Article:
One of the first things Guin and I had learned was a simple hiding spell. Each of us was jealous of her meager treasures: trinkets and scraps the ravens brought us, fleeting perfumes or rare music of the world below. We hid them all from one another in secret caches of enchanted air and stone, and took them out to fawn over in private moments when the other slept. We both were good at it, but only I learned how to hide things in my own skin.
When Tom presented me with the feathers, smoking with his own strange and unsuspected magic, my first concern was to hide them from Guin. I worked the little spell that would bind them in the tender flesh of my forearms. They settled there like hot brands, tattooed on my skin, and I fastened my teeth in the dark wool of Tom’s coat to stop from crying out. The spell had never hurt me before. Even more alarming was my inability to reverse it.
“What villainy is this?” I whispered, when I could catch my breath. “Look at my arms!”
The feathers lay inked in intricate detail, one on each inner arm, from wrist to crook of elbow. They flooded my veins with a sweet, wild urge to cast myself on the surging currents of the night wind, and I trembled violently from crown to toes.
“I’m sorry, my love,” Tom said, and kissed the top of my head. “It will be better in a minute. What is a little pain, a little discomfort, in exchange for the gift of flight?”
I pulled away from him. “I will be able to fly from the tower with you? Tell me how.”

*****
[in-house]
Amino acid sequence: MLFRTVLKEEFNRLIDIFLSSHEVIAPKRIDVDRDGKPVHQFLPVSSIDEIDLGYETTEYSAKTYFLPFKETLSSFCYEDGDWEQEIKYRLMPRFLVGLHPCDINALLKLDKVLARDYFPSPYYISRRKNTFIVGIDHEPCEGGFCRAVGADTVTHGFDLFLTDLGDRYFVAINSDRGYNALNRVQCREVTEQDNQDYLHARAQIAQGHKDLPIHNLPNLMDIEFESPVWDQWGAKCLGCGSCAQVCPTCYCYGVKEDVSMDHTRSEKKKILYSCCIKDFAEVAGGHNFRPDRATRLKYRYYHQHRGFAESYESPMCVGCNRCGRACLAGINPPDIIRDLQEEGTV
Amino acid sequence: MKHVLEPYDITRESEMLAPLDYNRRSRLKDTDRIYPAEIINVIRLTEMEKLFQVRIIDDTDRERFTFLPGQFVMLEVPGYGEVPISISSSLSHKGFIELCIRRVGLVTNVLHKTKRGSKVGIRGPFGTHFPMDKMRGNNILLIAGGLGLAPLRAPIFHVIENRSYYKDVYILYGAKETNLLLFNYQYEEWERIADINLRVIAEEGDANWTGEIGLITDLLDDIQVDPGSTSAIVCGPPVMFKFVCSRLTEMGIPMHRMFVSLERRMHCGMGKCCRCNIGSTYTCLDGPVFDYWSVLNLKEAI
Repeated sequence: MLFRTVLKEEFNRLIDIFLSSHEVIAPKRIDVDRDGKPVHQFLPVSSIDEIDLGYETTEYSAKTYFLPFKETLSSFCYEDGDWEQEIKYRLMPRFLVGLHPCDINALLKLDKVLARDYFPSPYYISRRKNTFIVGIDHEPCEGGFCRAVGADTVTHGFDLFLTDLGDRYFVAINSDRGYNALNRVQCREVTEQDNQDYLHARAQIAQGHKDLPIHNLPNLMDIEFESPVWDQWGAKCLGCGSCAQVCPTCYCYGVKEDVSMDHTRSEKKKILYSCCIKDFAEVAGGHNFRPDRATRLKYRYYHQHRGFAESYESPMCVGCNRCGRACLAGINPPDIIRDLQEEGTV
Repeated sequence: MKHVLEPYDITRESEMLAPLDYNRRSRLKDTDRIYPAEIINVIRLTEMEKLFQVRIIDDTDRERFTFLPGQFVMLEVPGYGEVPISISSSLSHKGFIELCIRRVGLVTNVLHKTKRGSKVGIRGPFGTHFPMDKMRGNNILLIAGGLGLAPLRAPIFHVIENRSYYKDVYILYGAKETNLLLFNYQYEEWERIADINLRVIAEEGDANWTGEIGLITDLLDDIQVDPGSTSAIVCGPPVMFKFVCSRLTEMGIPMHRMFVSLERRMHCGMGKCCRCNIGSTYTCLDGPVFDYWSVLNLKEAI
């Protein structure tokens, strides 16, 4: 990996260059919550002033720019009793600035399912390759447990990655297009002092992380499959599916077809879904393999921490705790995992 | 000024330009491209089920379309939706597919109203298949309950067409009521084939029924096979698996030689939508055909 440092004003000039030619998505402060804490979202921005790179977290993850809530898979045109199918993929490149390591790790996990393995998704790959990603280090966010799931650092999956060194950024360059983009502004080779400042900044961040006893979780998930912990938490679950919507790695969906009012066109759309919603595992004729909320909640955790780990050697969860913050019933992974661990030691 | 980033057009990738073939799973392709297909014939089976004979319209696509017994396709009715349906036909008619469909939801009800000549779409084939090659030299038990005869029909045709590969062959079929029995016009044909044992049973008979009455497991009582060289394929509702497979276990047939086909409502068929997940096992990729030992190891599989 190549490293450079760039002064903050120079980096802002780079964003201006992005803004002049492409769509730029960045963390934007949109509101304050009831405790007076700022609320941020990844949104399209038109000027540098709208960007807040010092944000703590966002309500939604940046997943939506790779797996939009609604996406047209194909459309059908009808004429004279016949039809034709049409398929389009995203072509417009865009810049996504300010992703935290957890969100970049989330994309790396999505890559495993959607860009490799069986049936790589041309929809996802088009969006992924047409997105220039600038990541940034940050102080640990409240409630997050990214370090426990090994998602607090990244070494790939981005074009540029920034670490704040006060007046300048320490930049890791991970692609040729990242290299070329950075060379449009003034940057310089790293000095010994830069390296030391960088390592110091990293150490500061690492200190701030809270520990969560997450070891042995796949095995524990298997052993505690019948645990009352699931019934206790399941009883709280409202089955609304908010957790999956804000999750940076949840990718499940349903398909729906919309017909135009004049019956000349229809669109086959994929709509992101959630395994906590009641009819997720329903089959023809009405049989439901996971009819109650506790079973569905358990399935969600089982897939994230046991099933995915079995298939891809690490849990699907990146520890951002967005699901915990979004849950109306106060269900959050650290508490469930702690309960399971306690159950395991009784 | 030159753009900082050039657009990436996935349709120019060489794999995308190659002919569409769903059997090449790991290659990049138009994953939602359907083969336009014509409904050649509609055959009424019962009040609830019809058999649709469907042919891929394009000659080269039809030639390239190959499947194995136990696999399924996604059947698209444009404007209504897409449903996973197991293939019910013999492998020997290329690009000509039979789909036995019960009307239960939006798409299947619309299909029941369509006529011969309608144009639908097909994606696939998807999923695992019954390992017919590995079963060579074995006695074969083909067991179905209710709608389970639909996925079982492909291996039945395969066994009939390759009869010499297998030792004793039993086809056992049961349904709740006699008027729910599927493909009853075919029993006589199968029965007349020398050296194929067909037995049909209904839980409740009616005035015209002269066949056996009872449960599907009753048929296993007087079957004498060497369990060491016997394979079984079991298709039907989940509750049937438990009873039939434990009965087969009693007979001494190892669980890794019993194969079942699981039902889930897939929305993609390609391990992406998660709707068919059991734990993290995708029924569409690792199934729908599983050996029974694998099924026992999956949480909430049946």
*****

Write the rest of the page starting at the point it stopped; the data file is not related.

He smiled a thin, secretive smile. “It’s very simple, Bella. You have only to step out onto the air.” His tone was wry. “Of course, it requires tremendous power. There is only one way to generate it.“
“What do I need?”
“One beating heart, forever silenced.” I followed his gaze to where Guin lay in the moon-fired mantle of her hair.
It is no easy thing to kill a witch, even a weakened one, and Guin and I were evenly matched. Tom could not, or would not, help me. It needed guile to see the deed done. My sister would have to assist in her own murder.
One of the few objects we shared was a gold sewing scissors. I went to her and held it out on my palm.
“Sister,” I said, “I think I know of a way to escape the tower.”
She looked into my eyes, hope and suspicion warring in her own. I reached out and touched the combs that held her braid against her head in a great spiral.
“Let down your hair,” I said.
Guin understood as well as I that a woman’s hair shivers and sparks with power. Her hands went to the silver combs, but her gaze never left the scissors.
“What do you plan, Isabella?”
I made snipping motions in the air.
“We are going to cut off our hair and make a magic rope,” I said.
And so, for the second and final time, we combined our powers. We wove the rope of flame and snow, our shorn heads bent together in concentration so that we barely noticed Tom lying silent and feverish, his face turned to the wall.
Guin held up the heavy length of braid, nearly ten feet of twisted hair and magic. The air around it snapped with blue sparks.
“Do you think it will work?” she asked.
“Yes. Tonight, when the moon is high, it will do just as it is meant to do.”
From his nest of blankets, Tom gave a hoarse bark of laughter.
Did I promise the conclusion? Alas, stories take the time they take, and this one will need another night in the workroom for completion. Come to me again, and I will show you the finished pretty. What is one more revolution of shadows in the Palace of Night?